I thought that would get your attention!
Warning, this blog has nothing to do with the Boilermaker nor with running: I have simply hijacked this blog site to tell a personal story.
November 6th was simply the worst day of my life, I received a hysterical call that my son Jack had been found unresponsive and was in the Intensive Care Unit (ICU) in a Boston hospital.
The 4 hour drive to Boston was a blur as my wife sobbed in the car.
The meeting with the doctor was grim as he prepared us for what we were about to see in the ICU. Nothing prepares you for seeing your son with a breathing tube down his throat, connected to numerous iv tubes and machines that were beeping and alarming.
That night I was pretty much convinced my son was going to die as I sat in his room watching the doctors and nurses continually working on him.
Listen, both of my parents have passed away, that was really bad: thinking about looking at my child in a coffin would be the ultimate horror.
Twenty four hours later: the first tiny, tiny glimpse of hope as the docs managed to begin to get Jack oxygenating.
So we went through the long arduous process of watching Jack slowly heal. The trajectory was not a straight line but a series of forward, backward and, on occasion, sidesteps.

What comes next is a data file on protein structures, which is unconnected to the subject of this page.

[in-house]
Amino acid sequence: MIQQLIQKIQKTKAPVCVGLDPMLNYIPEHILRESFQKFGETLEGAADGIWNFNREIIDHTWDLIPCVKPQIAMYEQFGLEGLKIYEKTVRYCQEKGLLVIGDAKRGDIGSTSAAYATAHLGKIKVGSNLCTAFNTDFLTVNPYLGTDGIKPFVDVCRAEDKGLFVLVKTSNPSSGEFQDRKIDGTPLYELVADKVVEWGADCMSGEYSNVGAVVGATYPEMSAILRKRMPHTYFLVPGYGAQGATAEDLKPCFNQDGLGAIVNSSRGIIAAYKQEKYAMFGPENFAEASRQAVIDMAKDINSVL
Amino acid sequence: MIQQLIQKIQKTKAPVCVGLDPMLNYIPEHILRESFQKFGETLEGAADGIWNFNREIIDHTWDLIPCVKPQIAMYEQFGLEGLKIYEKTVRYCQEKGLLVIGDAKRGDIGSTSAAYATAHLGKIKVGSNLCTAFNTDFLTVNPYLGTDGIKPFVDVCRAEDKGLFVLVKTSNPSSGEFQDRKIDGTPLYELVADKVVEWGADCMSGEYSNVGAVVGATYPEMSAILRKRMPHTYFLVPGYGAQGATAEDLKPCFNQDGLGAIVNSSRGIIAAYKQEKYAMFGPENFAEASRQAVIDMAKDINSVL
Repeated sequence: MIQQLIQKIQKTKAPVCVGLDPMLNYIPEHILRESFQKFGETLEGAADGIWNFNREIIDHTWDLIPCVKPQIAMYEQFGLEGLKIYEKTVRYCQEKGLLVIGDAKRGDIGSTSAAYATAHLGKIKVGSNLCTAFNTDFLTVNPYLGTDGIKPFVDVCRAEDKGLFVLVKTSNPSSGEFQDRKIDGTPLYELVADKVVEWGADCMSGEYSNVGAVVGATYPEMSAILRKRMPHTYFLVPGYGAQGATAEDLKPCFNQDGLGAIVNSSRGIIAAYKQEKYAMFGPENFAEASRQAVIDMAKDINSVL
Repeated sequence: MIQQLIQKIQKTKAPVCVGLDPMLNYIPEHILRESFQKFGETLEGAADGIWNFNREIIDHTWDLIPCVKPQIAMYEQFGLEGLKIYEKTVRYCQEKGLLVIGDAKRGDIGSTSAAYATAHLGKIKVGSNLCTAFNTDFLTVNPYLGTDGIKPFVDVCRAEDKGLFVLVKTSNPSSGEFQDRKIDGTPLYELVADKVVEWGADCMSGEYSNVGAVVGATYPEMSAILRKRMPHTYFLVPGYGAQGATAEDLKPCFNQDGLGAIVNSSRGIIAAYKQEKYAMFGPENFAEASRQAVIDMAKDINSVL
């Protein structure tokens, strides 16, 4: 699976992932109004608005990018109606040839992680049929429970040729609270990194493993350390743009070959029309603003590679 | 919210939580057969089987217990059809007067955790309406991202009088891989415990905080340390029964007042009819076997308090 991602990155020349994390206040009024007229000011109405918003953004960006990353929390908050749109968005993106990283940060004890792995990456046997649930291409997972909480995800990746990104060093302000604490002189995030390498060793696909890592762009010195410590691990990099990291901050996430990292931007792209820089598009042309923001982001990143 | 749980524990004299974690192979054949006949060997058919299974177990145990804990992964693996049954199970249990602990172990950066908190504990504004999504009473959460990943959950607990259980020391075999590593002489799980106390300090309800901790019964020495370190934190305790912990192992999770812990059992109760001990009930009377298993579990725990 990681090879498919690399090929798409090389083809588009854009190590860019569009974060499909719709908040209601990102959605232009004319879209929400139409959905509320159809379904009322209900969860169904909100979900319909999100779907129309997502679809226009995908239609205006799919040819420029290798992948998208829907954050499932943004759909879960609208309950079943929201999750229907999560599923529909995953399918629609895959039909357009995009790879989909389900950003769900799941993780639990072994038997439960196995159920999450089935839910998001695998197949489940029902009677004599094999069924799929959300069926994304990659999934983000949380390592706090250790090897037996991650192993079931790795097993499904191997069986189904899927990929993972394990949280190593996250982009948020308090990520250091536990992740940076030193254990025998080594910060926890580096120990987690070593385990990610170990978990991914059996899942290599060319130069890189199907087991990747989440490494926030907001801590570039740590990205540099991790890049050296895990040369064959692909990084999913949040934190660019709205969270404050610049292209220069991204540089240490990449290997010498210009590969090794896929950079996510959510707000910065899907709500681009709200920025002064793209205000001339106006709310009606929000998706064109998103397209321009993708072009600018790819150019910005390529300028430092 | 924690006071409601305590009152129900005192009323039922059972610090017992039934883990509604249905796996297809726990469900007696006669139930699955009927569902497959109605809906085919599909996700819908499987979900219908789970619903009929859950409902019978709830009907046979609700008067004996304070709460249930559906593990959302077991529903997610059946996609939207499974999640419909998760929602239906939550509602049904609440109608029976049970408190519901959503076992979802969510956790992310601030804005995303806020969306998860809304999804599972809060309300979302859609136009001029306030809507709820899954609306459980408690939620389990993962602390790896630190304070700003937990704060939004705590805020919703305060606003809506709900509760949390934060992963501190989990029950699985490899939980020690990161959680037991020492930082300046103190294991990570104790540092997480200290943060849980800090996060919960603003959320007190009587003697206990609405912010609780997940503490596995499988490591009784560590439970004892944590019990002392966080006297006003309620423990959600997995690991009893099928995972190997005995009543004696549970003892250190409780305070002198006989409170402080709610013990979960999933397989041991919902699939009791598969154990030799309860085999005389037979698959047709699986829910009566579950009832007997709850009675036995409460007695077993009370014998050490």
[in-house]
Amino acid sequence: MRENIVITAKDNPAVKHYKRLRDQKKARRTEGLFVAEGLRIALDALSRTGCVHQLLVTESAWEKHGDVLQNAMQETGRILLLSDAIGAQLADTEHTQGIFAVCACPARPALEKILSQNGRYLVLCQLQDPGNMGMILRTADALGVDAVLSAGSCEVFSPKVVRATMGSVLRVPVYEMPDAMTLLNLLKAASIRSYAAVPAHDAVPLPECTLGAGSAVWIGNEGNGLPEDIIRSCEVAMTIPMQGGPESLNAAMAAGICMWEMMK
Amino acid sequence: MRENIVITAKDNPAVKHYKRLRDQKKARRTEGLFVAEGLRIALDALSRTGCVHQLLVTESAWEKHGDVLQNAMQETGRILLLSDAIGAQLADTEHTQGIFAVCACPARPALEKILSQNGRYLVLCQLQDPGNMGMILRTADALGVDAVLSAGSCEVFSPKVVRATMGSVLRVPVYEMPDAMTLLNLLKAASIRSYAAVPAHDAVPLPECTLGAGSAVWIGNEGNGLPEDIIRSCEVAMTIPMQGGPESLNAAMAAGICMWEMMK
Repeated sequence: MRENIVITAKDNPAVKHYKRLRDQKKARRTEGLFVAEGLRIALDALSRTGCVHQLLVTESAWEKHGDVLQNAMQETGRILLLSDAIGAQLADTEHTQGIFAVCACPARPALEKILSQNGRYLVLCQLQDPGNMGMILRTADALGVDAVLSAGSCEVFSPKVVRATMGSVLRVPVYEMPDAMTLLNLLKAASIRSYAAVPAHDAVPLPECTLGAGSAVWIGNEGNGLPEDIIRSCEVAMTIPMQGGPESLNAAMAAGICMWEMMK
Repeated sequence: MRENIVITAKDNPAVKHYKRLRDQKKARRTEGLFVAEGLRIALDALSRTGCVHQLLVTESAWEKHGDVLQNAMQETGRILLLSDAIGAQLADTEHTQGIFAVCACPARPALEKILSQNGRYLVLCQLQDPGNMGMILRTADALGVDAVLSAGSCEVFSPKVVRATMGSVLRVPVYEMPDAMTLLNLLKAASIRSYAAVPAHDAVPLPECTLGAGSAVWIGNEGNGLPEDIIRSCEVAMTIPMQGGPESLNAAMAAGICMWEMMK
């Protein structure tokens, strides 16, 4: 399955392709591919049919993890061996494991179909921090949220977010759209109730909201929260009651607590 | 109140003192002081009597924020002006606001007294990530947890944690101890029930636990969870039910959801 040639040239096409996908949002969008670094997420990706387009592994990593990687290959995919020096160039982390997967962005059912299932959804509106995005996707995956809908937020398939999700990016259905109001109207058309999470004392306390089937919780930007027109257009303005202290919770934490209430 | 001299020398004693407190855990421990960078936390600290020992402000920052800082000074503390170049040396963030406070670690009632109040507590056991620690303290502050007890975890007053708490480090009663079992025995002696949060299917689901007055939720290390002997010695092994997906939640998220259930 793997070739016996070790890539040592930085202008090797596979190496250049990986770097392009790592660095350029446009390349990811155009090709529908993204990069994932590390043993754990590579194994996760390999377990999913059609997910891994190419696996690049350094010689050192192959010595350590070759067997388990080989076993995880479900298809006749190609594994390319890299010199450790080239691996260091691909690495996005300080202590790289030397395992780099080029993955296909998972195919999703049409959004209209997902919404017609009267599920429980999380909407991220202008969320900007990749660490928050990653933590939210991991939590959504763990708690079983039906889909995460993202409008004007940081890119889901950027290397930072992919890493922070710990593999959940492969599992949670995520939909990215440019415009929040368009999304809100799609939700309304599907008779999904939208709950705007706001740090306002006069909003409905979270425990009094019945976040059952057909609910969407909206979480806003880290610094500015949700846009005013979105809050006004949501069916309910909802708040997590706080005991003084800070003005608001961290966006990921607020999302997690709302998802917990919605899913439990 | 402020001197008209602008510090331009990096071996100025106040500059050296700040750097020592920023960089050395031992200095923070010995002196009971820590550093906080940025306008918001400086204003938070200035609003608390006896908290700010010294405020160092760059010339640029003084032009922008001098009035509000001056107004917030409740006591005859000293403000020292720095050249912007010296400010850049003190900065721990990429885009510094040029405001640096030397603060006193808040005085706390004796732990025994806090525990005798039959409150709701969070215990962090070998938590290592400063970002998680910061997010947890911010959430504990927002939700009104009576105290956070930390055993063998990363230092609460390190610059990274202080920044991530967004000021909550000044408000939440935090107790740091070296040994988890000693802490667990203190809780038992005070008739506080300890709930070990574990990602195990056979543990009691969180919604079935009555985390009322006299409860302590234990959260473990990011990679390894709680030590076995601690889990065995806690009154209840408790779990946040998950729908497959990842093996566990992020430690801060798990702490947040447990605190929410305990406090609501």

Being thrust into this new universe I had a few observations…
The power of prayer:
The outpouring of prayers was simply amazing. From as close to daily visits by representatives of various faiths to Jack’s room to a candle lit for him at Lourdes Church in Spain. There were a few events that occurred that fly in the face of simple coincidence (the stories are too long to relate in this blog): something happened to help Jack who the nurses called the miracle child!
We all have problems:
I would eat breakfast at the hotel prior to walking to the hospital. After a few weeks the waitress named Annie asked me why I was at the hotel so long- for business?
I said no, my son was in the hospital and I was from out of town- she offered her sympathy and said she would pray from him.
The following day, as I was eating breakfast, I heard a tremendous crash behind me. I turned and saw Annie, the sprawled on the floor: she had tripped over a trash can.
I ran over to help her and checked to make sure wasn’t hurt, I think she was more embarrassed than injured. A few minutes later a waiter came up to me to say thank you for helping Annie- she was going through cancer treatments and this was the second time she had fallen that week.
Every day as I walked to the hospital I would pass: a methadone clinic and a soup kitchen that was a constant mass of folks.
Meanwhile ‘squeegee men’, flower sellers and homeless people with signs worked the street. I always held the squeegee men and flower people in a bit of higher esteem then the beggars in at least it appeared they were offering goods and services!